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Robert Rimmer (acclaimed author of The Harrad Experiment)

"This is one of those rare, delightful, sensitive stories that keeps coming back to you over and over, hauntingly, accompanied by a deep yearning feeling: never have you wanted anything quite so much as to go through that cement wall."

"In a stroke of genius, the author has added a section at the end of the book that actually allows one to feel that this magical fantasy is a real possibility! I highly recommend it to people of ALL ages."

Dr. Martin Kassan
Licensed Psychologist, New York
Fellow & Past President, Council of Psychoanalytic Psychotherapists
Clinical Diplomate, American Board of Physiological Hypnosis

"A modern story with delightful details and deeply perceptive themes to be read by and for children of all ages."

Publisher’s Info

A warm, very human children’s story for ages 8 to 92, or for reading to kids 3 to 7. The 24 full-page, full-color illustrations are exquisite—they simply radiate with life and spirit—the compassionate spirit of the story.

It’s about two 8-year-olds that are brother and sister who want something different from their unpleasant surroundings; they want it so badly that they fly through a 7th dimensional cement wall to get to this new world of love and beauty.

No other book has ever given children as much space and encouragement with their real true feelings.

Forum Magazine
(April 1980)

"The Magic Carpet and The Cement Wall, by Richard M. Vixen (Avant-Garde Creations). Here is a powerful story for all who still feel they deserve both love and freedom. As a child, did you live for the day when adulthood would 'set you free?' did you suffer from the misunderstanding and blindness of your parents and teachers?

This beautiful, dangerous book will reawaken you to the truth you saw as a child: That parents love children for what they want them to be, and not for what they are. Shocking though it may seem, if children knew where they could find 'unconditional' love, they would leave their parents behind for that promised land.

This is precisely what Lindsay and Sammy do in a fantastical journey 'home' to the Parallel World.

This large, full-color illustrated book is for 'children of all ages'—that is, anyone still free enough to recognize the truth about love. In a fascinating postscript, Vixen explains all the supernormal events of Lindsay and Sammy’s journey in simple scientific terms. Magic exists! Here is a book to share with your children, or the one you really love."

Publisher’s Weekly

"The children despair when their father plans for them to sleep in separate rooms—now that Lindsay is eight and Sammy almost nine. School heightens their misery, for they are punished as students who object to studying things they’re not interested in instead of what they want to learn. So brother and sister fly on a magic carpet to a glad land where Linda, loving and ethereal, helps them to be themselves and do what they want, just as everyone else does in Utopia."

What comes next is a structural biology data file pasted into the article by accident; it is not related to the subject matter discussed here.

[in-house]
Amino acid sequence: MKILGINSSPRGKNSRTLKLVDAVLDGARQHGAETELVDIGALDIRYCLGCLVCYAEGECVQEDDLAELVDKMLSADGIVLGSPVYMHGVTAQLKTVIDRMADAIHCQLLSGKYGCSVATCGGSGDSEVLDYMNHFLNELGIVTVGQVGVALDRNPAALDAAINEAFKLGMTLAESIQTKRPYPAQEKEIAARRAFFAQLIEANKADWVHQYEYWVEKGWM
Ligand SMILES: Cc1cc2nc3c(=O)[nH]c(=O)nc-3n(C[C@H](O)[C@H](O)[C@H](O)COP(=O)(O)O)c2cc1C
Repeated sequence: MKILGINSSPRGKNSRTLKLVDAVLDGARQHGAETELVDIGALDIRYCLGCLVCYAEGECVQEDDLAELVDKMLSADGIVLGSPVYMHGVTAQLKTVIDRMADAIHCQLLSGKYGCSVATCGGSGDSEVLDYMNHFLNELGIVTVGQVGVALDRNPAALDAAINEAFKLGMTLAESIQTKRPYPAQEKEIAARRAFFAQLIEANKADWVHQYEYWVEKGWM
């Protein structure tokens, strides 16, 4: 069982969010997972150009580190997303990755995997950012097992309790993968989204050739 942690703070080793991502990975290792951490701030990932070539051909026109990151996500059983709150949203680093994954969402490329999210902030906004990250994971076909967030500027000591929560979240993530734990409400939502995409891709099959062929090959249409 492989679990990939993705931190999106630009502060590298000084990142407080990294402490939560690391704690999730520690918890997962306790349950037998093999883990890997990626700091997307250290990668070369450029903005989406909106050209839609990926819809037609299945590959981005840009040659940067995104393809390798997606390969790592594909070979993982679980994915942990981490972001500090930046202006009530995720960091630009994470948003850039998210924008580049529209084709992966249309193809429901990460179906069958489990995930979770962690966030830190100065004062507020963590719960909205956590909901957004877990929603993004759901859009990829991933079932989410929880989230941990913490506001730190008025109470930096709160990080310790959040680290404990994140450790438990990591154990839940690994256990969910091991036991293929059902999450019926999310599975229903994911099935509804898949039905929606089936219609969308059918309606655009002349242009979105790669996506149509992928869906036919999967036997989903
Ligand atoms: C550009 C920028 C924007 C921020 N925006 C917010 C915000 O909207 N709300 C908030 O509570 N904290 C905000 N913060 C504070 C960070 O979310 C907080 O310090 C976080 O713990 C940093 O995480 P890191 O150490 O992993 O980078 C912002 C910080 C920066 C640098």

Charles Uehlin
Bend OR, 97701
(November 1977)
By Richard M. Vixen
72 pages, full-color illustrations
Originally published by Avant-Garde Creations, and currently published by MCS Investments, Inc.


Having reviewed other Vixen’s works, the reason I’ve decided to review this book as well is that I fell that it is unlikely that most reviewers of children’s literature would even know how to review it. Since the book is not written from the ordinary perspectives seen in everyday children’s books, it could easily confuse someone unfamiliar with Vixen’s works.

The following quote is from the diary of a very aware female friend of mine who has generously given me her permission to use it. These paragraphs serve my purposes beautifully; my purpose is to create the space for the reader of this review to grasp the context from which The Magic Carpet and the Cement Wall was written:

"I remember when I was a child---all those times when I suffered in silence and wished with all my heart that things would change one day. I was utterly dying for things to get better. And yet---there I was, stuck with a couple of parents who obviously neither understood me nor felt any compassion for me. In fact, I’ve recently begun remembering feelings from when I was newborn. As an infant I was aware, from the moment I was born, that my parents were disappointed when I was born. They’d wanted a boy! It has been extremely painful for me to remember what it was like to emerge from a nice, cozy, secure little cave and find out that I was unwanted as I was, a disappointment, and I should feel bad and guilty for not filling my parents’ need for a boy."